UNH Hosts Pollinator Conservation Research Field Day July 30

“The interest in helping pollinators has been astounding. There are literally hundreds of pollinator gardens and habitats that have been installed in New Hampshire alone in the last few years.” -- Cathy Neal, researcher with the NH Agricultural Experiment Station and landscape horticulture specialist with UNH Cooperative Extension

Monday, June 10, 2019
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Interested in creating a wildflower meadow to support New Hampshire’s native pollinators? Come and learn fun, effective, and beautiful ways to enhance your local habitat and bring back pollinators Tuesday, July 30, 2019, at the New Hampshire Agricultural Experiment Station’s Woodman Horticultural Research Farm at the University of New Hampshire.

The field day “Connecting the Dots for Pollinator Conservation:  Wildflower Meadows and Pollinator Habitat” takes place from 8:30 a.m. to noon at the farm at 70 Spinney Lane, Durham. Whether you are a landowner, landscaper, gardener, farmer, concerned citizen or serve on a municipal board, land trust or other nonprofit, your actions and decisions are important to pollinator conservation. The event is free and open to the public.

“The interest in helping pollinators has been astounding. There are literally hundreds of pollinator gardens and habitats that have been installed in New Hampshire alone in the last few years,” said Cathy Neal, researcher with the NH Agricultural Experiment Station and landscape horticulture specialist with UNH Cooperative Extension.

Pollinators are essential for most of the fruit and vegetable crops produced in New England. The value of pollination to agriculture is estimated at more than $200 billion a year worldwide. However, the abundance of and diversity of pollinators are declining in landscapes across the United States.


Neal has conducted nearly 10 years of wildflower meadow          
trials at the experiment station’s Woodman Horticultural
Research Farm. She has found that wildflower meadows
comprised of a mixture of herbaceous perennials such as
golden rod, asters, black-eyed Susans, bergamot,
coneflowers and potentially many more, are extremely
 valuable places for bees to forage for food.

In addition, maintaining a robust and diverse natural environment requires healthy populations of pollinators. New Hampshire has a rich diversity of native bees that provide pollination services, often more efficiently than managed colonies of honey bees. However, habitat loss associated with land use changes is one of the leading threats to pollinators, along with climate change. Neal’s research focuses on how we can best provide safe habitat and a healthy food supply for native bees and other pollinators in gardens, fields, and neighborhoods.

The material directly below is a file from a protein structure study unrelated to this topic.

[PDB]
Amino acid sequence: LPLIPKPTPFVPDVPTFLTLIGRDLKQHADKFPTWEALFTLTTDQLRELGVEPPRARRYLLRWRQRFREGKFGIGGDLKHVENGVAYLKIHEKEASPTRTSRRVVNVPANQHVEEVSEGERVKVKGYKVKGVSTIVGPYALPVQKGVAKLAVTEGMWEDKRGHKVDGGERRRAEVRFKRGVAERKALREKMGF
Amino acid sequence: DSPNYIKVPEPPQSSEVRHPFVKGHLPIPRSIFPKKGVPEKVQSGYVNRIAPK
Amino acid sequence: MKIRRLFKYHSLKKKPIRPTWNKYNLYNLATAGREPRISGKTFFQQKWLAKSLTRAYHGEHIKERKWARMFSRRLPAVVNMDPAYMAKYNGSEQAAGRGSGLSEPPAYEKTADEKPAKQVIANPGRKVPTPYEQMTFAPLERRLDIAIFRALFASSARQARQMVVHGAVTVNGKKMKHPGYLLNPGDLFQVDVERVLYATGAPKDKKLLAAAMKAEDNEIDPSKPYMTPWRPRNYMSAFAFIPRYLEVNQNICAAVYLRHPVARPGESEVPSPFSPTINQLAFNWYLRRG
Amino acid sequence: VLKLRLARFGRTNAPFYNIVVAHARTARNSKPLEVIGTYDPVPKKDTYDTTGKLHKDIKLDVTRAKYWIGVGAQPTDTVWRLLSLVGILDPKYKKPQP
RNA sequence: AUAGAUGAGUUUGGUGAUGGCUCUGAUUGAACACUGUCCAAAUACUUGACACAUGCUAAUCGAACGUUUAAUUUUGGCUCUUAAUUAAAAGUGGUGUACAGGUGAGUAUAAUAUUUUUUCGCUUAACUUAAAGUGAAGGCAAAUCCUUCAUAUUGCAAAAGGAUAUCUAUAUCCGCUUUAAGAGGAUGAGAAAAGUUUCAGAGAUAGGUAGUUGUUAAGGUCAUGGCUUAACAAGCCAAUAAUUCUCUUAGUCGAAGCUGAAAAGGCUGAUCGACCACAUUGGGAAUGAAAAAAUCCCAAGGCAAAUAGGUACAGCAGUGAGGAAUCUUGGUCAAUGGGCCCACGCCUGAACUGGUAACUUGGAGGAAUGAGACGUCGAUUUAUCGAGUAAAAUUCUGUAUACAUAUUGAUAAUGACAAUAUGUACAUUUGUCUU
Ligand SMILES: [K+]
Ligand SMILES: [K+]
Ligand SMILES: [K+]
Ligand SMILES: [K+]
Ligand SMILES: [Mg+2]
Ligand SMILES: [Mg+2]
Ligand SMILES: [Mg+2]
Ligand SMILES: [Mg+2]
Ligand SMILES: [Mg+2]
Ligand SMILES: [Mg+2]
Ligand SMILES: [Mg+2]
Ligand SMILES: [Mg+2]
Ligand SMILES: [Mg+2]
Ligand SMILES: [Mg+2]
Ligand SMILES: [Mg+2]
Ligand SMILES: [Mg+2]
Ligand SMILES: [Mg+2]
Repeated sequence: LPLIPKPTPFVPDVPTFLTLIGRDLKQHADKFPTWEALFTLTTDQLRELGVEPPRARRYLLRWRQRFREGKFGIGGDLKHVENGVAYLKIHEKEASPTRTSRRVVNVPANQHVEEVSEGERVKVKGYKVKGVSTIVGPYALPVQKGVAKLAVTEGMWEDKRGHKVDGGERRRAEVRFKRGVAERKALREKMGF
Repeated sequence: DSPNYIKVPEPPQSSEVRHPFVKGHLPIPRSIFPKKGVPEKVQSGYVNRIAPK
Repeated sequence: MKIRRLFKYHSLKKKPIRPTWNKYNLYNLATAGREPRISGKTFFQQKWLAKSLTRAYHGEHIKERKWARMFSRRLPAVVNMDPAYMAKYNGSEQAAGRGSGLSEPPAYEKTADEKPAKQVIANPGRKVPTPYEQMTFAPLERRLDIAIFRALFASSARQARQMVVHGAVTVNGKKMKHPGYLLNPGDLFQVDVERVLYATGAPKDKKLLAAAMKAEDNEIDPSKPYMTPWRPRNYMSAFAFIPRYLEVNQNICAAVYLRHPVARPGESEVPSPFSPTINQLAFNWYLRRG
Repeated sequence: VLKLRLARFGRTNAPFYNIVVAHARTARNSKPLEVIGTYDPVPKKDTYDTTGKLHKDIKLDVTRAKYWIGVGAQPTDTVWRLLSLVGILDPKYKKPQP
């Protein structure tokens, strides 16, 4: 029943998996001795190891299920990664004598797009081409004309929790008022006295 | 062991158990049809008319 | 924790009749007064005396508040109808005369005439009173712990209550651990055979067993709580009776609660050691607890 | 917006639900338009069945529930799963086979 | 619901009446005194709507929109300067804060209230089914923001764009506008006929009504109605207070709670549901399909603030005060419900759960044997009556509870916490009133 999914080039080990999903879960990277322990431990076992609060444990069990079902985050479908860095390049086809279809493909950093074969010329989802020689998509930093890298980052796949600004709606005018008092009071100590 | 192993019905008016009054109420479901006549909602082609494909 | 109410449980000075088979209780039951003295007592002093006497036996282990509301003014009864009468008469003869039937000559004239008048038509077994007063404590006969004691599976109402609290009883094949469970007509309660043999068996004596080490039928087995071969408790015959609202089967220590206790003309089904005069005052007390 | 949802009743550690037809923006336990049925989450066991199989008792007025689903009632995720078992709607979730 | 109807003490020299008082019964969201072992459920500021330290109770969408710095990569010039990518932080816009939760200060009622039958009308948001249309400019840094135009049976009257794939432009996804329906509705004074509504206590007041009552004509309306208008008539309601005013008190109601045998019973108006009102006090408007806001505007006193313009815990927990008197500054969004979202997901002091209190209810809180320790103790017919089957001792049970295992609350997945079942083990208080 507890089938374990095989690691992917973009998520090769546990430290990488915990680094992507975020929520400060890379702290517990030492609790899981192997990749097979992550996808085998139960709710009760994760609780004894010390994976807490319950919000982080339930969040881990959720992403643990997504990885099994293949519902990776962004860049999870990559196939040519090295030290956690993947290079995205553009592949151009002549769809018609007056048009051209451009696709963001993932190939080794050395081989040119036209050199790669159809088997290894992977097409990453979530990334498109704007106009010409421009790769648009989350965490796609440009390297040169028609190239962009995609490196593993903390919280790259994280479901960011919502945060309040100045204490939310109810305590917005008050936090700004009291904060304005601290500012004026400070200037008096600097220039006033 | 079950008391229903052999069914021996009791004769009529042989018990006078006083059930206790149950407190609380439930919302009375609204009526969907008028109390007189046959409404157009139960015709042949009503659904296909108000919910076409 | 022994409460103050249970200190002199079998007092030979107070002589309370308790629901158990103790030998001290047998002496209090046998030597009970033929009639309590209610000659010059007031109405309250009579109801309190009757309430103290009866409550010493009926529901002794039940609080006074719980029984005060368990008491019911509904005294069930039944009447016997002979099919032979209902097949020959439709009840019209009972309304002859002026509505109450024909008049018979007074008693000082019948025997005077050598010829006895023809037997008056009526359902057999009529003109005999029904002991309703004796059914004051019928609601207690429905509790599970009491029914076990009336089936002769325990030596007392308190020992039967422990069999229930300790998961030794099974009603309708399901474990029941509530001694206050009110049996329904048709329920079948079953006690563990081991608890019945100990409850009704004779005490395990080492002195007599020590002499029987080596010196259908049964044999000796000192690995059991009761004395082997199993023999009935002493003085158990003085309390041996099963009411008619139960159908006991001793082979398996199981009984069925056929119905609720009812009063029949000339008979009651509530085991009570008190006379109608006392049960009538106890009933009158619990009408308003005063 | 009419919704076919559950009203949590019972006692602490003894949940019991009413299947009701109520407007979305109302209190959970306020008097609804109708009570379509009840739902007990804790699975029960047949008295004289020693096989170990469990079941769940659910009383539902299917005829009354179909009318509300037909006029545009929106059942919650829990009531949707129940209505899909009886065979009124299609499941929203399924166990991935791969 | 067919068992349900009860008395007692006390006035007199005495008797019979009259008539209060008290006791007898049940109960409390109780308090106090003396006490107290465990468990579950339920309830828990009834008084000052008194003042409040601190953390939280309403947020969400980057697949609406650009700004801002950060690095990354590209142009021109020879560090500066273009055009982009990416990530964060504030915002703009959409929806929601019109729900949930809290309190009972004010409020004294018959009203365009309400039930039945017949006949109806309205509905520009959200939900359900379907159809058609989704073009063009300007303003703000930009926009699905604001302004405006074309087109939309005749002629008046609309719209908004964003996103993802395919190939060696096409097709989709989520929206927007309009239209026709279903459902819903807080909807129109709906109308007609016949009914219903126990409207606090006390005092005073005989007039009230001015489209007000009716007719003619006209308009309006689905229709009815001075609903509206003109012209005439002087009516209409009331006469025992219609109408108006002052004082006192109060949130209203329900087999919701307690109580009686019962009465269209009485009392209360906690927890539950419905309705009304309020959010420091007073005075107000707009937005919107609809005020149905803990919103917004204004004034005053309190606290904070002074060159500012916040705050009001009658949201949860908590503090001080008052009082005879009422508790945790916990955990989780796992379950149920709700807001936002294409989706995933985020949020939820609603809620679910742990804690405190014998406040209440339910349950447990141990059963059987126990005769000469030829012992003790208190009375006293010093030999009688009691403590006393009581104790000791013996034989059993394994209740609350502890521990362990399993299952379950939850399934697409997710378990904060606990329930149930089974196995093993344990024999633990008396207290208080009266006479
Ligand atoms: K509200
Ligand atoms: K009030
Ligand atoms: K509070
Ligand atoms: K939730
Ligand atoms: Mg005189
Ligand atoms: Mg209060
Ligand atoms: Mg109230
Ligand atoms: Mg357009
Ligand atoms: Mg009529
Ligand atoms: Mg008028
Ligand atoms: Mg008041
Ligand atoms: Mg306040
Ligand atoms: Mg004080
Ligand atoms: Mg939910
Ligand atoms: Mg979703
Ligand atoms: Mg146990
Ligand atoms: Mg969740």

Highlights of the field day include:

Research Field Tour
Neal will share results from 10 years of experiment station-funded research at the farm on wildflower meadow establishment, from site preparation to long-term maintenance. Staff from the Xerces Society for Invertebrate Conservation will help visitors identify native bees and discuss their habitat needs.

Connecting the Dots for Pollinator Conservation: From the Big Picture to the Backyard and the Back 40
Mace Vaughan, co-director, Pollinator Conservation and Agricultural Biodiversity Program, The Xerces Society for Invertebrate Conservation, will address “Connecting the Dots for Pollinator Conservation: From the Big Picture to the Backyard and the Back 40.” Mace will discuss the growing number of efforts by which citizens, farmers, gardeners, researchers, and others are banding together to turn around the declines in pollinators.  

Expert Panel Discussion
A panel of experts from the Xerces Society, NH Department of Agriculture, Markets & Food, and USDA Natural Resources Conservation Service will address local policy issues and assistance available for private landowners. They also will provide updates on the N.H. Pollinator Plan, the 2019 legislative Bee Bill, cost share programs, and other efforts to conserve and protect pollinators at the local, state, and national levels.

Attendees are asked to register by calling 603-862-3200 or online at https://unh.az1.qualtrics.com/jfe/form/SV_diH2eqJogBRfphb.

This material is based upon work supported by the NH Agricultural Experiment Station, through joint funding of the National Institute of Food and Agriculture, U.S. Department of Agriculture, under award number 1010449, and the state of New Hampshire. This event is sponsored by the NH Agricultural Experiment Station, UNH Cooperative Extension, Xerces Society, and the Ecological Landscape Alliance, with support from the USDA Northeast Climate Hub.

Founded in 1887, the NH Agricultural Experiment Station at the UNH College of Life Sciences and Agriculture is UNH’s original research center and an elemental component of New Hampshire's land-grant university heritage and mission. We steward federal and state funding, including support from the USDA National Institute of Food and Agriculture, to provide unbiased and objective research concerning diverse aspects of sustainable agriculture and foods, aquaculture, forest management, and related wildlife, natural resources and rural community topics. We maintain the Woodman and Kingman agronomy and horticultural research farms, the Macfarlane Research Greenhouses, the Fairchild Dairy Teaching and Research Center, and the Organic Dairy Research Farm. Additional properties also provide forage, forests and woodlands in direct support to research, teaching, and outreach.

 

Lori Wright, NH Agricultural Experiment Station